Delaware researchers lead effort to eliminate HIV escape method

Eliminating HIV escape method
Eliminating HIV escape method | Courtesy of

Scientists from six different universities have collaborated to eliminate the escape method that HIV infections use to evade treatments.

The researchers, under the leadership of a team from the University of Delaware, seek to interrupt a specific protein that lives inside the human cell. This protein determines whether HIV infects surrounding cells, and it is crucial to use this protein to eliminate the virus's escape mechanisms.

Approximately 37 million people around the world have HIV infections. After HIV destroys immune cells so that the host is susceptible to the virus, AIDS settles into the body. Over 1 million people died from AIDS last year.

"In a nutshell, we found that the infectivity of HIV is regulated by the motions of these proteins," study leader Tatyana Polenova, a professor of chemistry and biochemistry at the University of Delaware, said. "It's a subtle regulation strategy that does not involve major structural changes in the virus."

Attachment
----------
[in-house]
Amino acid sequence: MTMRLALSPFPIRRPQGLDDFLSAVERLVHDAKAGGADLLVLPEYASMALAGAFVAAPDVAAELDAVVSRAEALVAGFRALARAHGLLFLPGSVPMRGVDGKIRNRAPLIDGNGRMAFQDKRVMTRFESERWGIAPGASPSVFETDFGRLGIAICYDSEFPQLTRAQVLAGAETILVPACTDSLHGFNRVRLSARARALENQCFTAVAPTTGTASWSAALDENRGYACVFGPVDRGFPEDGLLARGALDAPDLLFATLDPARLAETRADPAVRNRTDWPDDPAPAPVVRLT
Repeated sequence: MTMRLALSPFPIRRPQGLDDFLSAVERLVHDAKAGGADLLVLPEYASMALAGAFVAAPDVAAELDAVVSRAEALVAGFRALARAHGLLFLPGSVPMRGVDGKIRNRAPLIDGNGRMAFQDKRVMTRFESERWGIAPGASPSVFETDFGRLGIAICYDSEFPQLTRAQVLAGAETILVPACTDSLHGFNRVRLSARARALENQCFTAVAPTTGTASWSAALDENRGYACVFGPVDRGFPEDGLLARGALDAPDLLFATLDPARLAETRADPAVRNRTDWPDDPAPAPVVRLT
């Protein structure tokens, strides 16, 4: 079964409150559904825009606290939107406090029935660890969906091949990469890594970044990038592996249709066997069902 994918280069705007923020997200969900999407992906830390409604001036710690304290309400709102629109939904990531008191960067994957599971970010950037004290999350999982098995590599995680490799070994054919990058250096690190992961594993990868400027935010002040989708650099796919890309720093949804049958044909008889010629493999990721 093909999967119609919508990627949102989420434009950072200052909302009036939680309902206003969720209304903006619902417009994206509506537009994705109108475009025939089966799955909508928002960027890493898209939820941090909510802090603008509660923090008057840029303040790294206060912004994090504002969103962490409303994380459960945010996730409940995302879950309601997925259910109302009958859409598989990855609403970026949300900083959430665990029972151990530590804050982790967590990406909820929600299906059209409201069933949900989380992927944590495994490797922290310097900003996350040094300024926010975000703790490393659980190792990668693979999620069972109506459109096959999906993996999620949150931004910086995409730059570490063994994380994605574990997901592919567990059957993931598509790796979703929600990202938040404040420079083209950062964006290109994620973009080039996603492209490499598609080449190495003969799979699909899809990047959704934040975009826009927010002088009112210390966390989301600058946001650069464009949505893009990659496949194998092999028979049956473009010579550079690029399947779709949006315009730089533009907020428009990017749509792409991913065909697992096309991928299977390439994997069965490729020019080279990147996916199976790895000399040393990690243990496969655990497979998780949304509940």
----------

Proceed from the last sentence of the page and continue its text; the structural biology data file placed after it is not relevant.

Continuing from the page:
This research is novel in a number of ways.

"It is the first time that quantitative agreement between experiment and computation was achieved in a dynamics study, and it's particularly exciting that this was attained for such a complex system," Polenova said. "We hope this work may guide the development of new therapeutic interventions, such as small molecules that would serve as interactors with the HIV capsid and inhibit these dynamics.”

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University of Delaware

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